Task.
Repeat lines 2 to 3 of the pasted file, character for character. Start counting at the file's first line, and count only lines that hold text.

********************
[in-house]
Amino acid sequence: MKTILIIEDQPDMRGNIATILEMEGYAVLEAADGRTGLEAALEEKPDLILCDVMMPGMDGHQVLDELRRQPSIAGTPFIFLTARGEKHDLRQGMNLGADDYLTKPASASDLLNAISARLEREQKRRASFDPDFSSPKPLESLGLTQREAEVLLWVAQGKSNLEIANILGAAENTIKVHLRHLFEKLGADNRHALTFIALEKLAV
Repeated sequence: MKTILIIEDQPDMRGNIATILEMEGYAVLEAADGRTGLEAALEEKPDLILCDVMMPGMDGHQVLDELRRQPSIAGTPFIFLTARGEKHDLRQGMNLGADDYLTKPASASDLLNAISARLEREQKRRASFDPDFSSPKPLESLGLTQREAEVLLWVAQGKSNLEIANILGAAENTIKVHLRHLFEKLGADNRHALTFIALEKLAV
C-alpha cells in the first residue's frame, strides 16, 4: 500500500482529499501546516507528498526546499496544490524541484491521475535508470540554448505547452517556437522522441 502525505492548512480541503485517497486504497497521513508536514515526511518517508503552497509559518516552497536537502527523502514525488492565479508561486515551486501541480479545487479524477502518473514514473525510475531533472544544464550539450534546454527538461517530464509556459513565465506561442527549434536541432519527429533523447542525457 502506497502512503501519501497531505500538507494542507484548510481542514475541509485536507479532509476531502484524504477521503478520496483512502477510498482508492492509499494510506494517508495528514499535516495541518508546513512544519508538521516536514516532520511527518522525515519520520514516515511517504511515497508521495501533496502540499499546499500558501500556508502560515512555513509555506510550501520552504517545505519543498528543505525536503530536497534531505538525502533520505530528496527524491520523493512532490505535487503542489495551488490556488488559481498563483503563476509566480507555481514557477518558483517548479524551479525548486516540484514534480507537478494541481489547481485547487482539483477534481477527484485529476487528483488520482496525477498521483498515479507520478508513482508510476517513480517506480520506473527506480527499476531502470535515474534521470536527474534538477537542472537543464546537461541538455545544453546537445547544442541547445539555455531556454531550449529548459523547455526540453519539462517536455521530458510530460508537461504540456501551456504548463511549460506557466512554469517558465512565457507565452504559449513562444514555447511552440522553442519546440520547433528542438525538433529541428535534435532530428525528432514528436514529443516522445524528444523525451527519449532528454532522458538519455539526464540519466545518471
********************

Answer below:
Amino acid sequence: MKTILIIEDQPDMRGNIATILEMEGYAVLEAADGRTGLEAALEEKPDLILCDVMMPGMDGHQVLDELRRQPSIAGTPFIFLTARGEKHDLRQGMNLGADDYLTKPASASDLLNAISARLEREQKRRASFDPDFSSPKPLESLGLTQREAEVLLWVAQGKSNLEIANILGAAENTIKVHLRHLFEKLGADNRHALTFIALEKLAV
Repeated sequence: MKTILIIEDQPDMRGNIATILEMEGYAVLEAADGRTGLEAALEEKPDLILCDVMMPGMDGHQVLDELRRQPSIAGTPFIFLTARGEKHDLRQGMNLGADDYLTKPASASDLLNAISARLEREQKRRASFDPDFSSPKPLESLGLTQREAEVLLWVAQGKSNLEIANILGAAENTIKVHLRHLFEKLGADNRHALTFIALEKLAV